Hats off to President Obama for what the New York Times reports this morning is a reversal of course by which the administration will drop the use of a regulation to cover under Obamacare end-of-life planning that the Congress had specifically declined to provide via the legislative process. One could call it the “Palin Patch,” after the former governor of Alaska, Sarah Palin, whose warning that this kind of planning, when funded by the government, could lead to what amount to “death panels.”
It happens that we are not against end-of-life planning. We will never forget, as one of our own parents lay near death, facing a question in respect of treatment where we suddenly realized we didn’t know what was permissible. We raced out of the hospital to a portico where we could use a cell phone and reached a rabbi (he happened to be at a wedding several states inland), who told us that the sages had long since reasoned out the correct course and that it was clear. Having had that counsel was a great relief and having been able to have it in advance would have been better.
It also happens , however, that we share Mrs. Palin’s concern, particularly when the counseling is coming from doctors rather than sages. Covering such counseling via a government program that is also paying for the medical treatment seems all too likely to lead to the kind of death panels of which Mrs. Palin warned, which is no doubt why congress took the funding out of the Obamacare bill in the first place. Better to leave such matters, which involve the nexus of medicine and religion and ethics, in private hands.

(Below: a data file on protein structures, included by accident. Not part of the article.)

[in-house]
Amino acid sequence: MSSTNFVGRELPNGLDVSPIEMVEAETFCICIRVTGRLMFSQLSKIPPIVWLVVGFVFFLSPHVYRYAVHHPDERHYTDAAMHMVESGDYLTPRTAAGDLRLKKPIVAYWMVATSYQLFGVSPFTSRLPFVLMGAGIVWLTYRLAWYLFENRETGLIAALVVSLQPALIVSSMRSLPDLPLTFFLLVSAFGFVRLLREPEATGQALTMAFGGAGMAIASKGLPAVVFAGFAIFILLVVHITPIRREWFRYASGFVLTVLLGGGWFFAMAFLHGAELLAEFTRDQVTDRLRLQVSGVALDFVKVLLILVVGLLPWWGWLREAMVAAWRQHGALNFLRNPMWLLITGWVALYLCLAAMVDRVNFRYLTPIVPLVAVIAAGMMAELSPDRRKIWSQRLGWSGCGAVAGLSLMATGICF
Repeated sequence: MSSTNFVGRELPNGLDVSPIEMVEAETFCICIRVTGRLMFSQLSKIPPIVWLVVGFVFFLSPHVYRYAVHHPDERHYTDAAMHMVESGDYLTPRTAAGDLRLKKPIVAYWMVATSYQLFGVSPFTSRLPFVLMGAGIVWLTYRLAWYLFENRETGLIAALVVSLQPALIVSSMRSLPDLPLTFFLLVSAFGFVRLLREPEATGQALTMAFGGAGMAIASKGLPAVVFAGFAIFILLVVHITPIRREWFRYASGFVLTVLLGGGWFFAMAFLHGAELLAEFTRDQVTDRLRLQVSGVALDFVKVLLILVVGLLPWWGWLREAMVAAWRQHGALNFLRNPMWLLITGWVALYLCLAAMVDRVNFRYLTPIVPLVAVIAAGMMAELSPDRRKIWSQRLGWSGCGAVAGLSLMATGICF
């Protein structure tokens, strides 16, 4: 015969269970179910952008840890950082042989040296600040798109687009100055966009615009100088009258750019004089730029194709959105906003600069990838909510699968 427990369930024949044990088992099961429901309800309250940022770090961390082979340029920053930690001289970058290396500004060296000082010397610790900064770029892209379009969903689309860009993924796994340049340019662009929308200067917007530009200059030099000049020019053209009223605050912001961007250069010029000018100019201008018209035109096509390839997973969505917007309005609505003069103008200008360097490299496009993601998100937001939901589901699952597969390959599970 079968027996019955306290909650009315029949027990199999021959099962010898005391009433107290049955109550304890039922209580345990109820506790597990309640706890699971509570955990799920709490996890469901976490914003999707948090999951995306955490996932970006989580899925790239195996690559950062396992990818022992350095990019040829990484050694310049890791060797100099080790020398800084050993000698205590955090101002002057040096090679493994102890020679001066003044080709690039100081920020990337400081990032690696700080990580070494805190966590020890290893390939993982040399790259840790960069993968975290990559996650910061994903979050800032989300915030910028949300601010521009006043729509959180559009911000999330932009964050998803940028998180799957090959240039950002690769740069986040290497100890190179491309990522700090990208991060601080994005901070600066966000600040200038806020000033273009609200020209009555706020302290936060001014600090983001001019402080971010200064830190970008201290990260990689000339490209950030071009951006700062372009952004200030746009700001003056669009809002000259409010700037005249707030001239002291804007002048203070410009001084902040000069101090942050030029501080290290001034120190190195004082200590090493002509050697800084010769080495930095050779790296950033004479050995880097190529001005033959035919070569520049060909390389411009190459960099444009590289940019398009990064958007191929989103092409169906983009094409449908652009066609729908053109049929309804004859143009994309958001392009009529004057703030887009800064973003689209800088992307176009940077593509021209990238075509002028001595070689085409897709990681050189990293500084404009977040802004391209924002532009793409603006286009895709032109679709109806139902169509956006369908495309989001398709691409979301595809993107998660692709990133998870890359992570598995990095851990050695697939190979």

That wasn’t what moved the Obama administration to make the Palin patch. According to the Times report — in a story by Robert Pear, who also broke the story of administration’s attempt to sneak end-of-life counseling into use by regulation after Congress had refused to do it by legislation — the administration had come to recognize the procedural error and “political concerns were also a factor.”
It is true that some details of government action can be handled by regulation. But it is constitutional bedrock that money can’t be spent by the government but “in consequence of appropriations made by law.” The clause is right in Article 1, Section 9, which lists what the government is just prohibited from doing. All other questions aside, it is clear that this was an attempt to draw on funds not only that Congress didn’t appropriate but that the government doesn’t have. The episode is a valuable lesson of the need for vigilance.